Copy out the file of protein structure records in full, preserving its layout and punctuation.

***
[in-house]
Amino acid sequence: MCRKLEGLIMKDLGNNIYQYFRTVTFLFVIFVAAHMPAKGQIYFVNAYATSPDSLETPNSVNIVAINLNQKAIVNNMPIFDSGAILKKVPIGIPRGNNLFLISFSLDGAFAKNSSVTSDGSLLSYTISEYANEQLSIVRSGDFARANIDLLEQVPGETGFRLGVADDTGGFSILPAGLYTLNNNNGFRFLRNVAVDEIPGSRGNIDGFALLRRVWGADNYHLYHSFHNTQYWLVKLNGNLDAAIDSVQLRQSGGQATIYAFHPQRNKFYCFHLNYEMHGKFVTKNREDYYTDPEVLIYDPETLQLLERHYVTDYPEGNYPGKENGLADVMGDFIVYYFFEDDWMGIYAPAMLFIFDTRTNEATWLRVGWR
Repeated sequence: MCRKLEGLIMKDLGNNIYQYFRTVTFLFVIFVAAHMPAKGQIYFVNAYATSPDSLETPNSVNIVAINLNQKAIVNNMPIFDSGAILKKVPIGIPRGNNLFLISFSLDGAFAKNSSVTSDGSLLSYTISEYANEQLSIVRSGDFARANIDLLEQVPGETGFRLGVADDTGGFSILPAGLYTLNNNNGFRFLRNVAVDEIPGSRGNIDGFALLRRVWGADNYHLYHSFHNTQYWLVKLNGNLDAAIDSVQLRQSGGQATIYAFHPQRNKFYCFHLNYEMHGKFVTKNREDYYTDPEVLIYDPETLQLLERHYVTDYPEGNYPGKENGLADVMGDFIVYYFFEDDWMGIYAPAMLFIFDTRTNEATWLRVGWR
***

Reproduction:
[in-house]
Amino acid sequence: MCRKLEGLIMKDLGNNIYQYFRTVTFLFVIFVAAHMPAKGQIYFVNAYATSPDSLETPNSVNIVAINLNQKAIVNNMPIFDSGAILKKVPIGIPRGNNLFLISFSLDGAFAKNSSVTSDGSLLSYTISEYANEQLSIVRSGDFARANIDLLEQVPGETGFRLGVADDTGGFSILPAGLYTLNNNNGFRFLRNVAVDEIPGSRGNIDGFALLRRVWGADNYHLYHSFHNTQYWLVKLNGNLDAAIDSVQLRQSGGQATIYAFHPQRNKFYCFHLNYEMHGKFVTKNREDYYTDPEVLIYDPETLQLLERHYVTDYPEGNYPGKENGLADVMGDFIVYYFFEDDWMGIYAPAMLFIFDTRTNEATWLRVGWR
Repeated sequence: MCRKLEGLIMKDLGNNIYQYFRTVTFLFVIFVAAHMPAKGQIYFVNAYATSPDSLETPNSVNIVAINLNQKAIVNNMPIFDSGAILKKVPIGIPRGNNLFLISFSLDGAFAKNSSVTSDGSLLSYTISEYANEQLSIVRSGDFARANIDLLEQVPGETGFRLGVADDTGGFSILPAGLYTLNNNNGFRFLRNVAVDEIPGSRGNIDGFALLRRVWGADNYHLYHSFHNTQYWLVKLNGNLDAAIDSVQLRQSGGQATIYAFHPQRNKFYCFHLNYEMHGKFVTKNREDYYTDPEVLIYDPETLQLLERHYVTDYPEGNYPGKENGLADVMGDFIVYYFFEDDWMGIYAPAMLFIFDTRTNEATWLRVGWR